Congress has moved a step closer to passing the 2001 Agriculture and Rural Development Appropriations Act.

A conference committee agreed on legislation that will provide $75.9 billion for commodity programs and other programs of USDA for the fiscal year that began Oct. 1. Most expect the House and Senate to approve the committee report.

As the conference committee completed its action, the Senate Agriculture Committee continued its work on a farm bill to replace the Federal Agricultural Improvement and Reform Act or Freedom to Farm, possibly in 2001.

But some senators were complaining about the pace and the direction of the farm bill titles being approved by the committee under the leadership of its chairman, Sen. Tom Harkin of Iowa. The House approved a new farm bill in early October.

Most importantly for catfish producers, the appropriations bill contains language that states that only catfish produced in North America can be labeled as catfish.

Ben Lamensdorf, president of the Stoneville, Miss.-based Delta Council, praised the efforts of Sen. Thad Cochran, R-Miss., in securing the language in the conference report. It is expected to help reduce imports of Vietnamese basa fish that are now being marketed as catfish in the United States.

The conference committee report also included a much-needed $79 million for boll weevil eradication for the second year. The funding, which was inserted in last year's appropriations bill by Sen. Cochran, will provide funding for eradication programs to pay down debts and increase government cost-shares.

Sen. Cochran, a member of the conference committee, issued a press release outlining the highlights of the bill.

He noted the legislation provides a $173 million increase in funding for agricultural research and Extension work. Under the bill, USDA's Agricultural Research Service will receive $1.1 billion and its Cooperative States Extension Service $1 billion.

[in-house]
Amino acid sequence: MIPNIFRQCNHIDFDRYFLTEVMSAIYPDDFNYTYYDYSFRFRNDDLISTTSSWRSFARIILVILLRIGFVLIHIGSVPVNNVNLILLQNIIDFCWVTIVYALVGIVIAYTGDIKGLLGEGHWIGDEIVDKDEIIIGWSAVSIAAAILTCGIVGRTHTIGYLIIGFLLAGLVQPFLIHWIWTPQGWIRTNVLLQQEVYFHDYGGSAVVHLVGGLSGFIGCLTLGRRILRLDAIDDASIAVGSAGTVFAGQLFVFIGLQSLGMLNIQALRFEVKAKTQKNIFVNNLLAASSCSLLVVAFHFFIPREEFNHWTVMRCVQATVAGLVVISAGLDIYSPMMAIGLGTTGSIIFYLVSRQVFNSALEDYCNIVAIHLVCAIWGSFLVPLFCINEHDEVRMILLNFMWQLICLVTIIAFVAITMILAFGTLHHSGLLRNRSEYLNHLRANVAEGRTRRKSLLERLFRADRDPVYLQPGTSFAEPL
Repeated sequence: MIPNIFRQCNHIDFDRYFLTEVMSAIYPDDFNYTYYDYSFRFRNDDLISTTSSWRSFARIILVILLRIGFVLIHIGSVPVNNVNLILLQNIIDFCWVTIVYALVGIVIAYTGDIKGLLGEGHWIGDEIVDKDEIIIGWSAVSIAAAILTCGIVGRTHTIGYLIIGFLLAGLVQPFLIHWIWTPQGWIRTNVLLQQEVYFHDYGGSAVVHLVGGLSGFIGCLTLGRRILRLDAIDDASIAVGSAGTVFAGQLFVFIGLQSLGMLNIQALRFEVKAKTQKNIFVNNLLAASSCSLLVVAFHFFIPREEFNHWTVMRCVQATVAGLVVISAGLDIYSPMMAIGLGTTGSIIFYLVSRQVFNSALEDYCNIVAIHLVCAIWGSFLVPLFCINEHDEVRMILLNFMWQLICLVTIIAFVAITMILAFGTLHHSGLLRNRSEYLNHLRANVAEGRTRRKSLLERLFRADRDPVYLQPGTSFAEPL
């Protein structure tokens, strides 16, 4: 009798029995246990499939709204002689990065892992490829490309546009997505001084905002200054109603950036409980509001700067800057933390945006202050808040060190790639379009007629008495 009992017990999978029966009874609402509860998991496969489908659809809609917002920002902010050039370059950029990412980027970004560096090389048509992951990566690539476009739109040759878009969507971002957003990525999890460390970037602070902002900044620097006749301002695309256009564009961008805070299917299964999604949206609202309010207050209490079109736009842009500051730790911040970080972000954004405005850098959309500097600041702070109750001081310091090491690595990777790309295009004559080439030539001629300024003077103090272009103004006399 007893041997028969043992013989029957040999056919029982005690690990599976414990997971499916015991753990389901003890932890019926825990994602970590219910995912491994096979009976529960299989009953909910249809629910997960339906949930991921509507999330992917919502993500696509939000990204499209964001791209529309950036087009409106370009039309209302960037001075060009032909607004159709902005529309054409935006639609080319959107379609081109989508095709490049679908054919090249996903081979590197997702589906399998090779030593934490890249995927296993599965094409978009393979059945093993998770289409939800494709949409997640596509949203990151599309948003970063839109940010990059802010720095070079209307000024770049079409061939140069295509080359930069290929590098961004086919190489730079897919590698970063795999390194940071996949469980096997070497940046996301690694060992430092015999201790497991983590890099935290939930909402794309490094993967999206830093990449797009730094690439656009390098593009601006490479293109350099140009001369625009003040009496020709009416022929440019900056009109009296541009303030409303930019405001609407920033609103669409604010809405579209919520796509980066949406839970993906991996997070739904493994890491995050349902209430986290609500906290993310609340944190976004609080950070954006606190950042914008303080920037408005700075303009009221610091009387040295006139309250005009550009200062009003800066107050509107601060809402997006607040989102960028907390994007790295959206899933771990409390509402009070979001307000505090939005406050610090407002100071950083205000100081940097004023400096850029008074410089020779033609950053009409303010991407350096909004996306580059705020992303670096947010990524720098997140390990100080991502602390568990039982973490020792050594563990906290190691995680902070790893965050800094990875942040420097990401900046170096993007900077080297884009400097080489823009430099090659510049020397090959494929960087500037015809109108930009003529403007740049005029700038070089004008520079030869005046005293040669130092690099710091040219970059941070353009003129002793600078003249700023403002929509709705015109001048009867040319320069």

It includes $3.9 billion in authorized loan levels for agricultural credit programs and $967 million for conservation programs.

Lamensdorf, a farmer who also serves as a bank chairman, said the catfish industry has been reeling due to the imports of the Vietnamese fish and that the economic balance sheet for catfish farmers and other businesses in the industry was precarious.

“Everyone in Washington keeps talking about an economic stimulus package - well, Thad Cochran just sent the first phase of an economic stimulus package to the Delta with the passage of this bill,” said Lamensdorf.

On the farm bill front, a group of southern senators introduced legislation that closely mirrors the House farm bill. The principal authors included Senators Blanche Lincoln, D-Ark.; Sen. Tim Hutchinson, R-Ark.; Zell Miller, D-Ga.; Jesse Helms, R-N.C.; John Breaux, D-La.; and Mary Landrieu, D-La.

Sen. Lincoln, who with Sen. Hutchinson, had criticized the Senate Agriculture Committee's lack of farm bill progress, said the proposal could be offered as an amendment in the Agriculture Committee if Chairman Harkin continues his efforts to move funding from commodity to conservation programs.